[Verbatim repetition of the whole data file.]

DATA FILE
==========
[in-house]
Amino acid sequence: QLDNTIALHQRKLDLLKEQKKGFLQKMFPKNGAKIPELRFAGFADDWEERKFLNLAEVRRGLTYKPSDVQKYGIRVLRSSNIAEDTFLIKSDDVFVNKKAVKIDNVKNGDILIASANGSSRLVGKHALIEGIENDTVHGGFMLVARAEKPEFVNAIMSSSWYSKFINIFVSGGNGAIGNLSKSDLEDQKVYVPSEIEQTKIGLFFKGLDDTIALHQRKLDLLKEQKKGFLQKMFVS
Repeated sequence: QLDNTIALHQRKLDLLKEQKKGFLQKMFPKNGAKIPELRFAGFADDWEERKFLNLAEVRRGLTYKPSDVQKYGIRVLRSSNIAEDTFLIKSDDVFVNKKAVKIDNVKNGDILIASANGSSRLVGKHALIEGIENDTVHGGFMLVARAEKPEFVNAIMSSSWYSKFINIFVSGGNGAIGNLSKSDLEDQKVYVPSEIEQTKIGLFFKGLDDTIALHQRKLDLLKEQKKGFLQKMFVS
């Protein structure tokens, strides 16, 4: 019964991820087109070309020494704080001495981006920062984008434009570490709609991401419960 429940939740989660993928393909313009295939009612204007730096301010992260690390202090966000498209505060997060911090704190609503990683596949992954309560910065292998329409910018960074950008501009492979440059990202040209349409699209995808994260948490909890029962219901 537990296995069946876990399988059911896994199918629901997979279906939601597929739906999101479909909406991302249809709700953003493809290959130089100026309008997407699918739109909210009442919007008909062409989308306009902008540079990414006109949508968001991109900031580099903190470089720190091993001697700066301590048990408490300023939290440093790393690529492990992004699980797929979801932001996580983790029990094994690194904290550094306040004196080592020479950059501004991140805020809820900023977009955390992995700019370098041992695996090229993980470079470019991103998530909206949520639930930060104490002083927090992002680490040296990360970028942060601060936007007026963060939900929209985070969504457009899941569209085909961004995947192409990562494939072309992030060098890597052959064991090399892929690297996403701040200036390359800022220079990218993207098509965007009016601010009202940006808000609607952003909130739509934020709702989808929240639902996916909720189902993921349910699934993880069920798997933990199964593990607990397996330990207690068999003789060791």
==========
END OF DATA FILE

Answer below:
[in-house]
Amino acid sequence: QLDNTIALHQRKLDLLKEQKKGFLQKMFPKNGAKIPELRFAGFADDWEERKFLNLAEVRRGLTYKPSDVQKYGIRVLRSSNIAEDTFLIKSDDVFVNKKAVKIDNVKNGDILIASANGSSRLVGKHALIEGIENDTVHGGFMLVARAEKPEFVNAIMSSSWYSKFINIFVSGGNGAIGNLSKSDLEDQKVYVPSEIEQTKIGLFFKGLDDTIALHQRKLDLLKEQKKGFLQKMFVS
Repeated sequence: QLDNTIALHQRKLDLLKEQKKGFLQKMFPKNGAKIPELRFAGFADDWEERKFLNLAEVRRGLTYKPSDVQKYGIRVLRSSNIAEDTFLIKSDDVFVNKKAVKIDNVKNGDILIASANGSSRLVGKHALIEGIENDTVHGGFMLVARAEKPEFVNAIMSSSWYSKFINIFVSGGNGAIGNLSKSDLEDQKVYVPSEIEQTKIGLFFKGLDDTIALHQRKLDLLKEQKKGFLQKMFVS
């Protein structure tokens, strides 16, 4: 019964991820087109070309020494704080001495981006920062984008434009570490709609991401419960 429940939740989660993928393909313009295939009612204007730096301010992260690390202090966000498209505060997060911090704190609503990683596949992954309560910065292998329409910018960074950008501009492979440059990202040209349409699209995808994260948490909890029962219901 537990296995069946876990399988059911896994199918629901997979279906939601597929739906999101479909909406991302249809709700953003493809290959130089100026309008997407699918739109909210009442919007008909062409989308306009902008540079990414006109949508968001991109900031580099903190470089720190091993001697700066301590048990408490300023939290440093790393690529492990992004699980797929979801932001996580983790029990094994690194904290550094306040004196080592020479950059501004991140805020809820900023977009955390992995700019370098041992695996090229993980470079470019991103998530909206949520639930930060104490002083927090992002680490040296990360970028942060601060936007007026963060939900929209985070969504457009899941569209085909961004995947192409990562494939072309992030060098890597052959064991090399892929690297996403701040200036390359800022220079990218993207098509965007009016601010009202940006808000609607952003909130739509934020709702989808929240639902996916909720189902993921349910699934993880069920798997933990199964593990607990397996330990207690068999003789060791």